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  • » 02/05/2015, 00.00

    INDIA

    Peaceful march in Delhi: police beat and stop priests, nuns and children

    Nirmala Carvalho

    Demonstrators gathered to protest against attacks on Catholic churches over the past two months. Police declared the rally "Illegal". For Card Gracias, treating "Christians like criminals" was "a shameful stain on secular and democratic India." The government denies visas to two Vatican officials without explanation. They were only supposed to take part in a conference.

    Mumbai (AsiaNews) - This morning, Delhi police stopped, beat and detained dozens of priests, nuns and lay people (including women, seniors and children) who were participating in a peaceful protest in front of the Cathedral of the Sacred Heart.

    Protesters were marching in silence to protest against the attacks on Catholic churches in the city over the past two months. Police justified their heavy-handed intervention by saying that the gathering was "illegal."

    "What happened today is a shameful stain on secular and democratic India," Card Oswald Gracias, archbishop of Mumbai, told AsiaNews.

    Several Christian groups had organised the silent march that was supposed to end in front of the residence of Home Minister Rajnath Singh. However, hundreds of police showed up to stop them.

    An elderly woman who had fallen was picked up by four policewomen and thrown into a police van.

    "People were detained. No one has the right to protest on the road," said senior police officer Mukesh Kumar Meena. "They cannot just march to the Home minister's residence. We have to protect the residence of VIPs."

    The archbishop of Mumbai, who is also president of the Federation of Asian Bishops' Conferences (FABC), noted "the way in which our women religious were treated, women who consecrated their lives to God dragged away like criminals. Not even children were spared. "

    "Christians constitute less than 2 per cent of India's population," Card Gracias said. "In Delhi they are just over 100,000 [out of 25 million residents]."

    "They are a peaceful and law-abiding community. Our educational institutions and health facilities are at the service of the nation. Yet, in response to tens of decades of nation building, our women religious, our priests and our people are treated like criminals. This is a shame, a disgrace and a stain on our motherland."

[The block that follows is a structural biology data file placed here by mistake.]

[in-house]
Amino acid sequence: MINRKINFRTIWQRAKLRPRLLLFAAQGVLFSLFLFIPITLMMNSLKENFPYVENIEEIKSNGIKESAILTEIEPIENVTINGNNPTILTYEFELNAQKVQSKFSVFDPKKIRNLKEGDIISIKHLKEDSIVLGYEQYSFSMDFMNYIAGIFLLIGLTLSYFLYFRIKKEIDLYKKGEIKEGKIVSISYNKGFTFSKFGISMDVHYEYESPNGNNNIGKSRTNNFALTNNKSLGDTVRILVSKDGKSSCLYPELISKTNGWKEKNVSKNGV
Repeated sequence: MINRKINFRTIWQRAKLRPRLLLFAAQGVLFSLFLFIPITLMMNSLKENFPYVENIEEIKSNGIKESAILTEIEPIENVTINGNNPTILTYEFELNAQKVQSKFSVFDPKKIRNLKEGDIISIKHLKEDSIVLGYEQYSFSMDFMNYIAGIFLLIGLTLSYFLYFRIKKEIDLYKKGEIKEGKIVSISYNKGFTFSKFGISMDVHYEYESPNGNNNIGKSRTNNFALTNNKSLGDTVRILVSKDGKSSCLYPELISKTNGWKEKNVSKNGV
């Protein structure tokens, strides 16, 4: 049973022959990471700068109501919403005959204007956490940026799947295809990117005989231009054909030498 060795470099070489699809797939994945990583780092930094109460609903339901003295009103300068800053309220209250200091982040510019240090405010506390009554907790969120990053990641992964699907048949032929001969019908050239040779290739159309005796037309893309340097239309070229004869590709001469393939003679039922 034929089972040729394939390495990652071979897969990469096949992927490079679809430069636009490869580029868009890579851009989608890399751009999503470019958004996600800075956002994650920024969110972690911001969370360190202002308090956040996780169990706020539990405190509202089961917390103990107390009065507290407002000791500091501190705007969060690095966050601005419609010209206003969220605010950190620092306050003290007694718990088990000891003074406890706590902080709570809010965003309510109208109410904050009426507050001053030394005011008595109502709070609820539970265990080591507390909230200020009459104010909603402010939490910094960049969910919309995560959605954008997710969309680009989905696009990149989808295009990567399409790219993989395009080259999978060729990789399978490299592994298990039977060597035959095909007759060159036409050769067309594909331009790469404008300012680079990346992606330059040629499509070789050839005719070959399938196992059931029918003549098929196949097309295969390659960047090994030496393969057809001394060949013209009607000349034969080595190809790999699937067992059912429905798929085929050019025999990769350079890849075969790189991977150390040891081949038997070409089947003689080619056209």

Even Sajan George, president of the Global Council of Indian Christians (GCIC), slammed the "repressive action by the police."

    "What happened today," he told AsiaNews, "is a sign that the atrocities against the tiny Christian community continue to escalate, whilst the authorities remain silent before the growing intolerance".

    Meanwhile, "The Indian Government this week denied entry permits (visa) to Archbishop Arthur Roche and Archbishop Protase Rugambwa , who were scheduled to attend a conference on 'Liturgy and Life' in Bangalore between 3 and 9 February," Sajan George said.

    "The two Vatican officials had applied for their Visa's in mid-December but were turned down. No reason is cited for the denial of visas."

    Mgr Roche is the secretary of the Congregation for Divine Worship and the Discipline of the Sacraments. Mgr Rugambwa is an official with the Congregation for the Evangelisation of Peoples.

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    See also

    26/09/2011 INDONESIA
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    Five years after the Orissa pogroms, Christians still live in appalling conditions
    The victims of the anti-Christian violence in 2007 and 2008 are still denied justice and assistance. Hundreds of people are still without identity papers or title deeds. Violence remains an ever present problem, especially for Dalit Christian girls and women.

    11/04/2011 CHINA
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    Police detain nearly 200 from the Protestant Church of Shouwang, one of the largest domestic churches. The faithful wanted to pray in the streets after being evicted from their premises. Wave of repression against the "jasmine revolution" also extends to religious groups. Many activists have become Christians.

    15/06/2010 INDIA
    Communal violence legislation, a matter “of life and death” for millions of Indians
    India’s federal Home Affairs minister is seeking quick approval for the Communal Violence Bill, which will impose harsher penalties on those guilty of stoking inter-religious conflict. However, Fr C. Prakash, a front-line minority rights advocate, opposes the draft proposal because it does not prevent collusion between politicians and police in communal crimes.

    09/02/2015 INDIA
    India's Catholic Bishops call for a stop to anti-Christian violence, say Christians are not second-class citizens
    During the plenary of the Conference of Catholic Bishops of India (CCBI), the bishops spoke of "various untoward incidents affecting the Christian community in different parts of the country." The Constitution guarantees freedom of conscience and religion (art. 25) and equality (art. 14). The silence on the part of government institutions and law enforcement vis-à-vis such attacks is "baffling".



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